In our recent event, Climate Change and Human Rights for the Third Sector, we discussed inequality issues when tackling climate change. In this blog, we will share reflections on how the crisis can be tackled justly and the work being done around this. The workshop was hosted by Third Sector Human Rights and Equalities (THRE) with the climate team at GCVS and speakers from Environmental Rights Centre Scotland (ERCS), the Ethnic Minority Environmental Network (EMEN) and Sniffer.


Climate action

The political landscapes and guidelines around climate change are often stormy. How do organisations set useful, attainable goals when goalposts are shifted and government targets keep changing?

At GCVS, we believe you are on the right track when you are grounded in your own efforts, doing the most you can to save energy, and respecting and preserving the planet’s resources. Focus on the physical side of it, and learn what you can do, both as an organisation and in collaboration. We advise groups to start with an environmental policy tailored practically to suit their needs and situation. This plan becomes a personalised tool to cut carbon emissions, save energy and lower bills. Read more in our article: How can an Environmental Policy & Plan benefit you?

Consider THRE’s suggestion to use the PANEL principles (Participation, Accountability, Non-discrimination, Empowerment and Legality) to embed human rights into your climate work. Set goals you can actually attain with your policy, but always bear in mind who is involved: does everyone involved have a say? Do you have a process to resolve your policy causing problems or harm to others? Will it affect some demographics more than others? In the same way that you need to be able to review and change your policy as new opportunities arise, you must make sure you do not disadvantage people with your actions.

We gained insights from experts at the event into new ways of understanding and responding to the nature and climate crises. The research and work they discussed included Scotland’s upcoming Human Rights Bill, environmental racism and a routemap to adapt to the current effects of climate change.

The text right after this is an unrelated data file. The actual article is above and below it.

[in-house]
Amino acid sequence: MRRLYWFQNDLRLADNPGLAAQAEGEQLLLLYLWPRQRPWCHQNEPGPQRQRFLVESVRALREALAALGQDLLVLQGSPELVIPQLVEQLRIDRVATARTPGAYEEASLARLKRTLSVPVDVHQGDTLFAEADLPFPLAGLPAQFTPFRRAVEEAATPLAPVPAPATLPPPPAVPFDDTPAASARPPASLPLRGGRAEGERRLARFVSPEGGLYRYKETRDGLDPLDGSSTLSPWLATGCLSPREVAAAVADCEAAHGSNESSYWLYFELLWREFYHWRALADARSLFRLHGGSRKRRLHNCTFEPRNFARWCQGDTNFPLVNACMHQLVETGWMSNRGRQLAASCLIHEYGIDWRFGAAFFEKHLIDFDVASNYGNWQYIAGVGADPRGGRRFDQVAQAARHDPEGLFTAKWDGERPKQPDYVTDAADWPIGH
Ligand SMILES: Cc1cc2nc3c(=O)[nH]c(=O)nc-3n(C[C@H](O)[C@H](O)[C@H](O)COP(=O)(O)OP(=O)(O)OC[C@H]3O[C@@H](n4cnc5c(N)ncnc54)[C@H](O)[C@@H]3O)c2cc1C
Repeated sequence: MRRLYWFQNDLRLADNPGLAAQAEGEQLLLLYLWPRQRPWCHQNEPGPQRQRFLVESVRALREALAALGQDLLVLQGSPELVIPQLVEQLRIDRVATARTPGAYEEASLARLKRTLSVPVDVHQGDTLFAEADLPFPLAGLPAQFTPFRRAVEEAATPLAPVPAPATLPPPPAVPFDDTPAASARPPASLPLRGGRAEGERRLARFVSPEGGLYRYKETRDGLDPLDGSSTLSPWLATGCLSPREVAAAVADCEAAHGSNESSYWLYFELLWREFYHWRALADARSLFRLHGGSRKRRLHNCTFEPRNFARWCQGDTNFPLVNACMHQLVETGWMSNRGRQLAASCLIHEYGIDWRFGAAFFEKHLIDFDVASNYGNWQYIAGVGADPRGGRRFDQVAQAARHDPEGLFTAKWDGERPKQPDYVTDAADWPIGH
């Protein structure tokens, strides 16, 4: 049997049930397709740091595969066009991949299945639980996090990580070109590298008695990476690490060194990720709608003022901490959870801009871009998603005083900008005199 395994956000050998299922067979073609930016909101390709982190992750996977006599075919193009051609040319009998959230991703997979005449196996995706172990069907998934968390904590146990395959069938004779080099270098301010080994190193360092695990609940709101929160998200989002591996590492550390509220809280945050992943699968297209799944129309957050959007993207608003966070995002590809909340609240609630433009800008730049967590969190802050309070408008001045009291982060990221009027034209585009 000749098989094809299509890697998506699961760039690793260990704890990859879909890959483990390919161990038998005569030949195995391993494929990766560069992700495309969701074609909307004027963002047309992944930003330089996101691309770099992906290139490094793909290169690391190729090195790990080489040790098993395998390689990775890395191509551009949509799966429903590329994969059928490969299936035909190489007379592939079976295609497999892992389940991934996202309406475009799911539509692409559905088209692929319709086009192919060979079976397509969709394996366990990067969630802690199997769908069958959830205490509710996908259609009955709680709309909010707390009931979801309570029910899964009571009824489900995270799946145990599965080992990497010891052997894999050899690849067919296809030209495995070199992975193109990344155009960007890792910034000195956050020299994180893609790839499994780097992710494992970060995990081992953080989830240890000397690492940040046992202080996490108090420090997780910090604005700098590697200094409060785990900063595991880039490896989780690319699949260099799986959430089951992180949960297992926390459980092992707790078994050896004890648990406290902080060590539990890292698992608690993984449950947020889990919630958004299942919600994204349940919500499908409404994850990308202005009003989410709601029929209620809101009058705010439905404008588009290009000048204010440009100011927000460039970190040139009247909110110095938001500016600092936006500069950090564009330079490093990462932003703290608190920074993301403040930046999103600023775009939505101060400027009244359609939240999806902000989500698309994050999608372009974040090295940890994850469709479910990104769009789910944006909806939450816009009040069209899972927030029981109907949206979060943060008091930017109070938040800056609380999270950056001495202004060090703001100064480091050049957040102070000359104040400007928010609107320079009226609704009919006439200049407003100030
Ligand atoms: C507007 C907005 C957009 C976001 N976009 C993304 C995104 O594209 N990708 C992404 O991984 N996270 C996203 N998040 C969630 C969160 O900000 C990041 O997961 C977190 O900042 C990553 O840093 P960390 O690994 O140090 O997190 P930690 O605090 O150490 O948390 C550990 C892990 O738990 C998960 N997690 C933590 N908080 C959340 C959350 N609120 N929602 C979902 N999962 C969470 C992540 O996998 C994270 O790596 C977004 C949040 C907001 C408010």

Image of an environmental policy and plan development session with the GCVS team and other attendees gathered at an office in the Albany, Glasgow

An environmental policy and plan development session led by GCVS’ climate team at The Albany

Voices that protect people and planet

Environmental Rights Centre for Scotland’s vision is of a Scotland where the right to a healthy environment is fully realised for every single person. Rights officer Cornell Hanxomphou discussed how environmental problems are worse and do more damage to already disadvantaged people. Air, water, and noise pollution; lack of good environmental quality and green space; and health inequality are all much worse in areas housing people on low income. Children, older people, and those with disabilities and other health conditions are affected more.

Furthermore, vulnerable people are less able to participate in local decision-making and are less aware of their rights. The Aarhus Convention states that the right to a healthy environment must be accessible. Currently, Scotland charges for tribunals. With a paywall in place for human rights enforcement, objections are not raised and do not affect planning, legislation, or other processes. This worsens nature and climate emergency and exposes people in Scotland to industrial pollution, raw sewage, deadly air pollution, and more without any means of redress.

Scotland’s Human Rights Bill was recently open for consultation. This Bill aims to incorporate economic, social, cultural and environmental rights into Scots law. We hope it will become a viable tool to engage public participation and provide access to justice and remedies for every single citizen. However, as ERCS explained, if anyone cannot access their rights, those rights would only exist in principle – the ‘accountability’ in THRE’s PANEL process. ERCS has called for a dedicated environmental court for Scotland with sheriffs and other key staff trained to protect people’s rights and our natural heritage.